Measure What Matters: New KPIs for Mobile Marketers
3 April 2019 23:37pm
Will Dorling, UK Director of Ad Sales, UK EMEA
You know you’re in a fast-moving industry when the benchmark measurements of success from just a few years ago are, today, simply laughable. Thankfully, we have enough humour (and humility) to be able to laugh at ourselves. Last month, when IAB UK launched their “Don’t be a Clickhead” campaign, calling on the industry to finally put a stop to using clickthrough rate (CTR) and other vanity metrics as their KPIs, they were saying something that we’ve all known, but perhaps never fully admitted, for years: CTR is not a measure of “engagement.”
What is the true measure of engagement, then?
I could give you myriad options, from a completed view (CVV) to a click, tap, swipe or shake. The wily advertiser sees engagement opportunities anywhere and everywhere and has the attitude: If you build it, they will do it.
Display and rich media ads can lead the user to play a mini-game, install an app, download a coupon, sign up for a newsletter, add a season premiere to their calendar, etc.
Traditional end cards on mobile video can offer multiple calls to action, such as replays, viewing product features, social sharing and offline connections like finding a nearby store or scheduling a test drive.
More recently, with the introduction of interactive video, viewers can be a part of the advert and to actively participate in its outcome (e.g., “wipe away” dust kicked up by race cars on the screen, “shake” the phone to mix up a martini).
We measure it because it matters
Regardless of the action, engagements are “statements of intent,” that is, a user choosing to engage and spend time interacting with a brand and your advertisement. And that is essential to your campaign because it ensures that users saw your advertisement – alleviating concern on your end first about ad fraud, but also that the user paid attention and was interested in your brand. It was not just an “impression” that flew by them. Lastly, by transforming awareness of your product or service into tangible actions, you create a bond between the target audience and your brand.
How to engage your audience – Step 1 (Find the best environment)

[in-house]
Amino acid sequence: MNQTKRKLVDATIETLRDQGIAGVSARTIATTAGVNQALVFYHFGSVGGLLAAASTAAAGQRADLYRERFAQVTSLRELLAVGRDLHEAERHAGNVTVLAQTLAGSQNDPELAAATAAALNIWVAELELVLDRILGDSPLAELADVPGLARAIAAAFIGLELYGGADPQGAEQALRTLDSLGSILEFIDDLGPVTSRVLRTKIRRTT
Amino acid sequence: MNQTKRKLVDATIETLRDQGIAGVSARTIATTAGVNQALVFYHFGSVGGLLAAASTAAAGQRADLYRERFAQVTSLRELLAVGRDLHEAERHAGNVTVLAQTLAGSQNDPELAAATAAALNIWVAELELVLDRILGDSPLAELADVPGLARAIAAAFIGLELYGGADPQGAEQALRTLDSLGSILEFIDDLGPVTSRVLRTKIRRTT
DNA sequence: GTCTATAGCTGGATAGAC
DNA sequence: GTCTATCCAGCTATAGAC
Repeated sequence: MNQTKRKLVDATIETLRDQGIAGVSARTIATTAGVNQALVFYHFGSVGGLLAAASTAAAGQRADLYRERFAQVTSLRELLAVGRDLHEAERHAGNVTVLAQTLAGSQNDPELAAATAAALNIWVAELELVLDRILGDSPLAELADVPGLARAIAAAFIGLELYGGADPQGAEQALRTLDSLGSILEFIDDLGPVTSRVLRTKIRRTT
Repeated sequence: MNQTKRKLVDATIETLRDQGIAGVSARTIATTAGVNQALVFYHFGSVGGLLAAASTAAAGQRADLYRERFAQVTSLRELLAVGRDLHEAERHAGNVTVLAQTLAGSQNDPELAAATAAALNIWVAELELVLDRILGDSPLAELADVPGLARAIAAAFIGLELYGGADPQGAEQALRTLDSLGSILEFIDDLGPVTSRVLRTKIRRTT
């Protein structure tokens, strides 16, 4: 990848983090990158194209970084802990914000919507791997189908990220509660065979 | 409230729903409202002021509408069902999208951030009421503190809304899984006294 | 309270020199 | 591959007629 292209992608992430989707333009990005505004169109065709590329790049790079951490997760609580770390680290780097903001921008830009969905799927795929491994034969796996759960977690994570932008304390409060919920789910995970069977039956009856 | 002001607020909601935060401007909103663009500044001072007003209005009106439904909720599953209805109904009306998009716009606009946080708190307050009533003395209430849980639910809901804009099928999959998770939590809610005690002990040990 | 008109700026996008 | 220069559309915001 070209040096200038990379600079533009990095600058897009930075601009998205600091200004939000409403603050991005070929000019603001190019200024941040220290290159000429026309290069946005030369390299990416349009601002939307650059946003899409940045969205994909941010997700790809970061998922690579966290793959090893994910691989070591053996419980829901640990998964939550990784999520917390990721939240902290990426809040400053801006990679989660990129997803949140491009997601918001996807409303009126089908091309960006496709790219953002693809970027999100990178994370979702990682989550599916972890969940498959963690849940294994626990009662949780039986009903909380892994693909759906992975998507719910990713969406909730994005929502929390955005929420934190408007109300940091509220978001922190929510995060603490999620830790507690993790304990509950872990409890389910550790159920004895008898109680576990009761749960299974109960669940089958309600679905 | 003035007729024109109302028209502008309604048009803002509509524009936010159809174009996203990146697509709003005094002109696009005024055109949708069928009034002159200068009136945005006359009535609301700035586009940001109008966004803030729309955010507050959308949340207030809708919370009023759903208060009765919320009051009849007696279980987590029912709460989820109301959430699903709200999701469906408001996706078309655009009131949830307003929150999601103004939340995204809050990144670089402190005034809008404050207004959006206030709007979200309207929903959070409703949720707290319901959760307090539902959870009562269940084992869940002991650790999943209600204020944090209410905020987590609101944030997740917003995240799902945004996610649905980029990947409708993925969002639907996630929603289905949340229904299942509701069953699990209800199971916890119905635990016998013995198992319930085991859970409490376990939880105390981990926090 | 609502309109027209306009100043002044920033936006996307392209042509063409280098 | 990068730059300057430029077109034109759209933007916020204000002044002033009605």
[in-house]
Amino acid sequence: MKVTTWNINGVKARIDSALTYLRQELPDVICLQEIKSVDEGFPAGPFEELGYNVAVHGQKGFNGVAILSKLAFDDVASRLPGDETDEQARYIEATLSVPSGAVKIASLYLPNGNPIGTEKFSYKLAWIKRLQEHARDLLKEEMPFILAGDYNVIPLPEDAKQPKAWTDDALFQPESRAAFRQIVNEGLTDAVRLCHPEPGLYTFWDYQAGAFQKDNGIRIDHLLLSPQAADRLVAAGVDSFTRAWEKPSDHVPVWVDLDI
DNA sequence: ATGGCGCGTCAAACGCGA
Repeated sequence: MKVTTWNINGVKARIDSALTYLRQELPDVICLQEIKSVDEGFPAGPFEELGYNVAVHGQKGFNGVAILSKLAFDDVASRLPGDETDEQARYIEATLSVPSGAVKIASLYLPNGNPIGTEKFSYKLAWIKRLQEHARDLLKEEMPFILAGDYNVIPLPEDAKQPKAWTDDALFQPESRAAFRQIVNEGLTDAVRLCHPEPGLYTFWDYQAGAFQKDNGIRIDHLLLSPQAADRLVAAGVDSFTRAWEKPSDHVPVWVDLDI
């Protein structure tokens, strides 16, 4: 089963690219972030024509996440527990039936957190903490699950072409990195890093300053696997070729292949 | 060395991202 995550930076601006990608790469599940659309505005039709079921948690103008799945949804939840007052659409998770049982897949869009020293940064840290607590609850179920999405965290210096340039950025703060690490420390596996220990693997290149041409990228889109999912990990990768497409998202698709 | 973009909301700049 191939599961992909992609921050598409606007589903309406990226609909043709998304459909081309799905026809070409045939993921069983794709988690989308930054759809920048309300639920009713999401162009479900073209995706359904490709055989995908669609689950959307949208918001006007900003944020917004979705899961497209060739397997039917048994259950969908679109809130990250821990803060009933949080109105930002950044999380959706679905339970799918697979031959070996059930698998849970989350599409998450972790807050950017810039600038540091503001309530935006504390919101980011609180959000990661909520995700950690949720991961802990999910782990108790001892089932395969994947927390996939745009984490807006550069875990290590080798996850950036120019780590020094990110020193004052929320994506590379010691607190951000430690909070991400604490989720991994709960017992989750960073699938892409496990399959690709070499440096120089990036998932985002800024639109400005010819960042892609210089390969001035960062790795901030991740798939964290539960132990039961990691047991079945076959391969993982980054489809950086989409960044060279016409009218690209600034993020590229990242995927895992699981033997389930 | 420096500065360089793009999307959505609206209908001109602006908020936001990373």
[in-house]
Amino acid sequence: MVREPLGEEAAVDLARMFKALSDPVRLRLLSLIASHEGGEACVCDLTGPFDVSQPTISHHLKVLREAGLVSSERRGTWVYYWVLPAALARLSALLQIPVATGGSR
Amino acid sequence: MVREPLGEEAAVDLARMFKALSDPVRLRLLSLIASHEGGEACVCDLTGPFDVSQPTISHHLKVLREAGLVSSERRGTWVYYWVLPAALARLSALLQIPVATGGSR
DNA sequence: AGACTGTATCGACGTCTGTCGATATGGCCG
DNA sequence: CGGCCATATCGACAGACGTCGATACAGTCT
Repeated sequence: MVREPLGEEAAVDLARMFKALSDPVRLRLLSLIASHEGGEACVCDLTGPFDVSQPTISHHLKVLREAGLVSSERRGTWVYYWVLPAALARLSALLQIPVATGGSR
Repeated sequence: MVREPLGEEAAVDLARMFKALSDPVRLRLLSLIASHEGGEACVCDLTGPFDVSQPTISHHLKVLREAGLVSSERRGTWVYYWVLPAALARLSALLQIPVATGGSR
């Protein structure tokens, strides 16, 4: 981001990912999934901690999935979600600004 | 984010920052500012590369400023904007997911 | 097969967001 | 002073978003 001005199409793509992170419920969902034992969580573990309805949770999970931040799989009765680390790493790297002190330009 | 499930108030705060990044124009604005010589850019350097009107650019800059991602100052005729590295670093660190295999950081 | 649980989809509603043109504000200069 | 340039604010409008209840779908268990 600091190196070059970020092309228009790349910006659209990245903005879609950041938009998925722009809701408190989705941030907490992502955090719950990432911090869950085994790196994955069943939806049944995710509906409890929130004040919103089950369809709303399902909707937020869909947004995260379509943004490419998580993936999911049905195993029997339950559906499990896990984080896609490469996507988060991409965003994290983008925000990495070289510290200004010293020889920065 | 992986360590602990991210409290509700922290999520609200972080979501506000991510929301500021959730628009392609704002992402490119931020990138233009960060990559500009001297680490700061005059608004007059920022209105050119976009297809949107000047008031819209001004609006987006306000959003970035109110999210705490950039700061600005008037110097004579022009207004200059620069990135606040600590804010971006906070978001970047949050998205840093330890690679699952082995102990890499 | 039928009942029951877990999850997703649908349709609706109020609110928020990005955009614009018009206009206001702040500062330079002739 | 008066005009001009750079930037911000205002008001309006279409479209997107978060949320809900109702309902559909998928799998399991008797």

If you’re reading this, you’re likely already invested – perhaps heavily – in mobile app environments. If so, kudos! It’s where consumers are spending their time (vs. desktop, and even more granularly, vs. mobile web), and it’s not all on Instagram; for every one minute spent with social platforms, consumers spent two minutes across other apps.
And those “other apps” are predominantly games. According to OnDevice Mobile Gaming Research, 9 out of 10 UK adults are playing mobile games, with an average session time of 5.3 minutes – the longest of any category. During these sessions, users are highly engaged in the in-app content and happy, which puts them in a great position to positively receive advertisements.
Mobile gaming cannot be pigeonholed any longer; it is a true entertainment channel that people are spending a significant amount of time in, hours every day. It’s how they have fun, relax and even socialise. And it’s where they spend money: The mobile gaming market just hit $70.3 billion, growing more than 25% last year. Compare that to the global box office, which topped out at $41.7 billion, growing just 2.6%. It’s time to start thinking of mobile games as a competitor to the major broadcast & cable networks: it is premium content, with scalable audiences. Why else would Netflix say it’s #1 competitor isn’t HBO, it’s Fortnite?
Engaging your audience – Step 2 (Find the right format)
Starting in theatre, through cinema and TV to new forms of digital video, consumers have a long-lasting love affair with the experience of sight, sound and motion. It doesn’t matter if it’s the content itself, or advertising around it, video is proven to drive emotion and action. But not all video adverts are created equal. Here are some solid guidelines to follow when facing the plethora of video formats:
Don’t force it. Humans don’t like to be pushed into anything. More than 3 out of 4 consumers have negative reactions to pre-roll, in-banner and social autoplay ads. User-initiated video, where the user chooses to watch the ad, results in a positive experience for the majority of consumers.
Short-form is best for most. Time is the most valuable commodity for most people, so keep mobile video as short as possible; under 8 seconds is ideal for feedbased placements such as social. However, longer videos up to 30 seconds present richer storytelling opportunities, and studies show that when the user initiates a play, they will pay attention for longer.
Instant-play + high-definition + mirrored. How is your video being presented? Consider screen real estate, streaming vs. precached. Also, updates to mobile handset screens and more powerful network and WiFi connections mean digital and mobile video can now been seen in the same high quality we would expect via our TV at home. Consumers are now also watching in both landscape and portrait orientations, and advertisers need to consider this. Mirror the consumers preference for better completion rates and onward engagement.
Aligned with creative message & overall experience. Opportunities to engage need to be simple and in tune with the main creative. Do not intrude, invite! And at the right time: Before, during or after the video: each offers a different experience but needs to be treated as such.
To drive the very best user engagement, advertisers must be cognizant – of where they are putting their ads, but also the way they are presenting them. Get both of these right, and you’ll have users willingly engaging with your brand, which will drive the KPIs that will tell you how you’re really performing.